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Pirates Notebook: Guidance Key for McDonald’s Impressive Season


Photo by Mark Olson

PITTSBURGH, PA — Last season James McDonald had trouble pitching lengthy outings. But this year there is a whole different guy on the mound. McDonald continues to knock down different challenges this season. On Thursday night at PNC Park McDonald threw his first Major League complete game in the Pirates 9-1 series win over the Minnesota Twins.

“It would have been funner to get it earlier, but it was all worth it,” McDonald said with a smile.

“He’s thrown a number of good games,” Manager Clint Hurdle said. “As far as completing a game, I mean that’s his first one. Our first one this season. It’s another step forward for him. It’s on the resume. He went nine. Last year with all the discussion about lack of length, not being able to pitch efficiently. He’s knocking things down this year one at a time. This one is another one to get knocked down.”

“He was smelling it from the seventh on. He got himself into a position where he could do it, and he did it…He was strong. He was working even quicker in between pitches in the seventh and the eighth than he was previously in the game. We had a feel for it….He was just attacking people and working in a good rhythm…It was a very good job by Rod [Barajas]. He followed a very good game plan. They were definitely in sync tonight. ”

Prior to tonight McDonald had pitched eight frames three times in his professional career, twice coming this season. As he walked off the mound, after tossing a perfect eighth inning, McDonald was greeted to a standing ovation from the home crowd. The right-hander was at 102 pitches, but Hurdle didn’t even think twice about not letting him try to complete it.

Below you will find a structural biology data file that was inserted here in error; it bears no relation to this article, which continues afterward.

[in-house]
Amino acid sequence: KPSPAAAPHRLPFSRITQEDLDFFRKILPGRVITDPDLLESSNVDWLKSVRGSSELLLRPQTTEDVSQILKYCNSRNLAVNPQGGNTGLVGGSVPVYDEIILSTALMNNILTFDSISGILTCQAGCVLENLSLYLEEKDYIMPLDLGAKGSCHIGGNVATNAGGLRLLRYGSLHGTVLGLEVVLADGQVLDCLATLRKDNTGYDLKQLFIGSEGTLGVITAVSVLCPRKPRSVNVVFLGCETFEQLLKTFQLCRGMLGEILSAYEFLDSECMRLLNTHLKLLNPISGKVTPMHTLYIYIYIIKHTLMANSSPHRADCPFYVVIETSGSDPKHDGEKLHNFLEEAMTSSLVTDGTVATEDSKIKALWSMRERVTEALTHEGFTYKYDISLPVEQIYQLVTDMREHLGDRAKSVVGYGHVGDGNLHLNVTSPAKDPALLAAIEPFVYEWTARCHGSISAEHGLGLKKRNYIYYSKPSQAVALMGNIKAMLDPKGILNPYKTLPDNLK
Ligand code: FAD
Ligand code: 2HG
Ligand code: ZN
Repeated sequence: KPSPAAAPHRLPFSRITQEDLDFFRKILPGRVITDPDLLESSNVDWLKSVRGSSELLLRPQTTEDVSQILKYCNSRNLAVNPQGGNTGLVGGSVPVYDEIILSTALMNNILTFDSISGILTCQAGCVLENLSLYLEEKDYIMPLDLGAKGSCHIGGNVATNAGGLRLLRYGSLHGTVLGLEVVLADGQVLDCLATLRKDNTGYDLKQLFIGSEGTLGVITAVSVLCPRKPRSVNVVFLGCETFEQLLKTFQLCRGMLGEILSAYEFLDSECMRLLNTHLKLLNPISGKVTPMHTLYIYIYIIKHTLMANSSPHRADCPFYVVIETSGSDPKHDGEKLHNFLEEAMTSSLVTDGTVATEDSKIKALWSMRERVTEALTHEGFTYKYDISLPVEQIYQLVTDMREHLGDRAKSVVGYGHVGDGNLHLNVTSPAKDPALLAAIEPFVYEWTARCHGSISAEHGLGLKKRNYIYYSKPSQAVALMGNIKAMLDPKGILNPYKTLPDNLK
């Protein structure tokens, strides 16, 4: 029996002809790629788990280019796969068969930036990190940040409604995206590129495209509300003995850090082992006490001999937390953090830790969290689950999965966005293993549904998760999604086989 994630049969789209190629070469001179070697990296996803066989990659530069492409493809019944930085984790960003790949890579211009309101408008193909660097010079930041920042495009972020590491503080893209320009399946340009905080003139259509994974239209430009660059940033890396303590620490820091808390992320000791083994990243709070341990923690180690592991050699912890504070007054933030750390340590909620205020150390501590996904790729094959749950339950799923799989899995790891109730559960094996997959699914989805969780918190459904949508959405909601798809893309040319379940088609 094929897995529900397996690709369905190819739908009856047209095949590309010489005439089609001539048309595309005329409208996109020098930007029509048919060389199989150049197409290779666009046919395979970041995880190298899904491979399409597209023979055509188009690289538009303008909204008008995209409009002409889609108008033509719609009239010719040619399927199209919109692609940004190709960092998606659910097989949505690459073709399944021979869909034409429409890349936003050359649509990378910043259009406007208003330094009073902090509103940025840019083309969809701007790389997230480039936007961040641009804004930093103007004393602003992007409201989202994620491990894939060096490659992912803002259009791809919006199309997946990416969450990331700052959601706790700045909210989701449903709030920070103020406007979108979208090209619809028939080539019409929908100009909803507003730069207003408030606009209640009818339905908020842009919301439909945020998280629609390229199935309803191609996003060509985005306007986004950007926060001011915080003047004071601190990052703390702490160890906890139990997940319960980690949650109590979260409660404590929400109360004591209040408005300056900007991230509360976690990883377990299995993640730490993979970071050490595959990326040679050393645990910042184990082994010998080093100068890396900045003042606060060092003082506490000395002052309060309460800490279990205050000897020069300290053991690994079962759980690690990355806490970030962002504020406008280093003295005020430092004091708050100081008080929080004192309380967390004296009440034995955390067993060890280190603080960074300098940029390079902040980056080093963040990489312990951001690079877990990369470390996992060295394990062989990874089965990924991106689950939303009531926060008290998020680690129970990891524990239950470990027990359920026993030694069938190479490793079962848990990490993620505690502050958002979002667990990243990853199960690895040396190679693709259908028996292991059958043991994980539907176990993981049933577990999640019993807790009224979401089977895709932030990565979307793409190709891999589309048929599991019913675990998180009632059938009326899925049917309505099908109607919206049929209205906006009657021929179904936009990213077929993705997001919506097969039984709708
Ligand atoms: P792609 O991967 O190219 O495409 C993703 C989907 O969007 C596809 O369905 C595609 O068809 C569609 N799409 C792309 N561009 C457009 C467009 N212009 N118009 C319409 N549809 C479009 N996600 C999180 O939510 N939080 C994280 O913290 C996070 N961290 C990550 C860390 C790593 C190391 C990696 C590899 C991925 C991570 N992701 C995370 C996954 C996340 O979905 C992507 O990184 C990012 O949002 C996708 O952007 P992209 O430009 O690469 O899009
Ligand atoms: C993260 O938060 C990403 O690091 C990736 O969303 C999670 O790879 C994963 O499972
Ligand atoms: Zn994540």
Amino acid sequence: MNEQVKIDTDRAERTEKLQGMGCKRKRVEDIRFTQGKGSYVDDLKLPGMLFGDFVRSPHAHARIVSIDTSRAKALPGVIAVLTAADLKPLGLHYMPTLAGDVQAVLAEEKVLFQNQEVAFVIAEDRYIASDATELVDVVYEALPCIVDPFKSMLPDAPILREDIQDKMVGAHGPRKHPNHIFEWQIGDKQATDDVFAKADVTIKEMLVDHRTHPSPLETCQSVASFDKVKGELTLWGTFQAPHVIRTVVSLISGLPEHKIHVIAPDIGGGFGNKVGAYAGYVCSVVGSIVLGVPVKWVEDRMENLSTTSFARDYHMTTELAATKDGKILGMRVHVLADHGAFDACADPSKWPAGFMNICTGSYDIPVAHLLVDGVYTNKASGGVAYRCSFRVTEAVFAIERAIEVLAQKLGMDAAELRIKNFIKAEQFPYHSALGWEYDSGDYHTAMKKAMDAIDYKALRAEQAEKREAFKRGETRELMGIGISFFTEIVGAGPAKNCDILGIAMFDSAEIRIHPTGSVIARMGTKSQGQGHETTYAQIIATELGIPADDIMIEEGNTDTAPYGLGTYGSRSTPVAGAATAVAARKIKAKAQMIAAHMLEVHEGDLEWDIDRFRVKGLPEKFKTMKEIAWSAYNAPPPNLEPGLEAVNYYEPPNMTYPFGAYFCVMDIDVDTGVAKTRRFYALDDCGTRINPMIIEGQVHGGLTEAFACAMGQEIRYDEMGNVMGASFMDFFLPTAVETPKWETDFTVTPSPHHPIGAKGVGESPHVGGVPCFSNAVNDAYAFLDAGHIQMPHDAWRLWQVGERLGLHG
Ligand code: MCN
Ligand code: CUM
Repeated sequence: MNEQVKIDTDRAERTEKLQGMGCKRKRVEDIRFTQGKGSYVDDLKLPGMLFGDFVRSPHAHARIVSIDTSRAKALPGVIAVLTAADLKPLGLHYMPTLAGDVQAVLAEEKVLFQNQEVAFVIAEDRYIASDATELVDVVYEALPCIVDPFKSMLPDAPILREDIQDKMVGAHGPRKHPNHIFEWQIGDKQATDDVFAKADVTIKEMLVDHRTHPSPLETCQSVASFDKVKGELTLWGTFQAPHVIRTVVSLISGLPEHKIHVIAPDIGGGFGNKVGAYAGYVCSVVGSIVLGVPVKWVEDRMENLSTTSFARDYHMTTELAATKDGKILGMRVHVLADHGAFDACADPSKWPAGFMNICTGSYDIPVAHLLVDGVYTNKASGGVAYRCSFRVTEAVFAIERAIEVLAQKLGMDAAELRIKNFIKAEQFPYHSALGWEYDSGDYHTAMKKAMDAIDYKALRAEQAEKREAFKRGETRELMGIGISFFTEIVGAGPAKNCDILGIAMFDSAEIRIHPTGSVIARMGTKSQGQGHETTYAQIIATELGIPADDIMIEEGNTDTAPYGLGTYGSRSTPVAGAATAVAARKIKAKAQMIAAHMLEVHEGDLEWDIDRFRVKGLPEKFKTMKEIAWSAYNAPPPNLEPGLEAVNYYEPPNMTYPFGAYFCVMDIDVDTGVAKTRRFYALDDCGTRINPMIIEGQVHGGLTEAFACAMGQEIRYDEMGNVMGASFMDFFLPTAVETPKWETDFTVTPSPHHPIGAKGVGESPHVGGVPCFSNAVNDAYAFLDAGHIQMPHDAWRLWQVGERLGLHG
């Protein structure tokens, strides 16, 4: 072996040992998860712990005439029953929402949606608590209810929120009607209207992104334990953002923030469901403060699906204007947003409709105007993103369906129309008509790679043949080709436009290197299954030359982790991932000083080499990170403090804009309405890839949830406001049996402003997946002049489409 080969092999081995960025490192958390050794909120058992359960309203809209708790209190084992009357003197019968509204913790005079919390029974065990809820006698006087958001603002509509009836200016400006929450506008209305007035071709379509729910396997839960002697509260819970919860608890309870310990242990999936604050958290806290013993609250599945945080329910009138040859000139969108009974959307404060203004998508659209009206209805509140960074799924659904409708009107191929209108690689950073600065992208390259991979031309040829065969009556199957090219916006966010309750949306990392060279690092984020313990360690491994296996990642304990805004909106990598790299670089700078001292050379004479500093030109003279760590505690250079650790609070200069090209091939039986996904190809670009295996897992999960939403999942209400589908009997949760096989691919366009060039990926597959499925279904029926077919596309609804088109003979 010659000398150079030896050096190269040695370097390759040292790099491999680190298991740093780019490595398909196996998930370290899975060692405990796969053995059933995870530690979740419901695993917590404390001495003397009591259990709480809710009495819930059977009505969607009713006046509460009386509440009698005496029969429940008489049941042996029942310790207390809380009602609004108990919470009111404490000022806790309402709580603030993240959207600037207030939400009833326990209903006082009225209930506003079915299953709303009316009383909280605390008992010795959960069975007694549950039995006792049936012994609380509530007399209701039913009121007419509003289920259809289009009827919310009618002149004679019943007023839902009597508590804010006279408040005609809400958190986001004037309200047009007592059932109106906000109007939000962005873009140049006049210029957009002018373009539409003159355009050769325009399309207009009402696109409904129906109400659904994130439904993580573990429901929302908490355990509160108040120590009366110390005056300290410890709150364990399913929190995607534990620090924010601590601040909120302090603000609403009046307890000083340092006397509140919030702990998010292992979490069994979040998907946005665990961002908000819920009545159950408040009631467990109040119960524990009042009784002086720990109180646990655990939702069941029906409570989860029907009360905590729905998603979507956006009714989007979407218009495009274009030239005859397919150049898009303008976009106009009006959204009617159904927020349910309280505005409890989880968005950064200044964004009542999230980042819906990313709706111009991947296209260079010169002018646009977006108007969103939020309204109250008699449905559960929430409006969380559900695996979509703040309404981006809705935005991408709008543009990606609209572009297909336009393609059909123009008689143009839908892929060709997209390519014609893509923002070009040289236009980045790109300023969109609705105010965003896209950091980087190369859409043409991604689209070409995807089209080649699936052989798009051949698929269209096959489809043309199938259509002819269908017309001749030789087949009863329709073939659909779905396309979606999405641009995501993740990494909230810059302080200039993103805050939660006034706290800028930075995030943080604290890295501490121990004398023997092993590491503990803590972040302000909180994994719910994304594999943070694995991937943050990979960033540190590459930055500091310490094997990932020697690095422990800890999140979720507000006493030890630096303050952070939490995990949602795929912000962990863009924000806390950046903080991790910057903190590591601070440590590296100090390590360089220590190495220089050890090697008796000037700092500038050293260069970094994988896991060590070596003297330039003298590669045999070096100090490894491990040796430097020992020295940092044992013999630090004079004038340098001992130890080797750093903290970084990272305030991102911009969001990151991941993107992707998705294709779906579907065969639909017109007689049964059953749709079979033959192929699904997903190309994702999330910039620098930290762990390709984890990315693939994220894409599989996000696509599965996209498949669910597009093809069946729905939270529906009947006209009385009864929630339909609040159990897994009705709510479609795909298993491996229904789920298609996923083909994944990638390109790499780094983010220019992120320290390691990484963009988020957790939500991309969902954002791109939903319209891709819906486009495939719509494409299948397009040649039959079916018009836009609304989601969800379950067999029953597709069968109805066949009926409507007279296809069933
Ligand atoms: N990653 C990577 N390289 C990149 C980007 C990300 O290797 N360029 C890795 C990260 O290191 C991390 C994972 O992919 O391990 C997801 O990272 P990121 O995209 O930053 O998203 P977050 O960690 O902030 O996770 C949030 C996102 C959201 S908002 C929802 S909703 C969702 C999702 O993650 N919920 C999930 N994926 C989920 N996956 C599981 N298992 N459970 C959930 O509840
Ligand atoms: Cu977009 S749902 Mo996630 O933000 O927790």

“No,” Hurdle said firmly after the game. “If he doesn’t get [Ryan] Doumit out, that’s his last hitter. That’s the end of the night for him.”

“I mean, he’s the coach,” McDonald said. “He can do what he wants. I don’t know how happy I would have been.”

McDonald scattered just six hits over his nine innings, didn’t walk a batter and struck out five. The righty dropped his season ERA down to just a 2.19 and picked up his sixth win.

McDonald said he contributes his impressive season to guidance. Two huge influences this season, McDonald said, have been from catcher Rod Barajas and pitcher A.J. Burnett. Both veterans had never been on the same team as McDonald until this year, but the righty has learned a lot from them from day one in spring training in Bradenton, Fla.

“When I came into spring training, a lot of people said that the maturity level wasn’t there,” Barajas said. “When he gets into jams, he has a real hard time trying to get out of them. From day one, just talking to him. You could see a little bit of that in spring training, but he’s just developed. He’s turned into a pitcher who is calm under pressure and that’s what you want. You want to see that. All the guys on the field, they want to see that. They want to see their pitcher under control when the going gets tough. That’s what J-Mac’s been the whole year.”

“I had a talk with Rod after my last outing,” McDonald said. “He kind of sat down and talked to me and told me I need to be that guy that wants seven to nine innings every time out. As soon as I got to the seventh, that just went to my brain the whole time. I kind of really wanted that. And I could see that he wanted me to finish the game. All my teammates wanted me to finish the game. I finally believe in myself that I could finish the game. When I got out there, it felt like it was the first inning all over again.”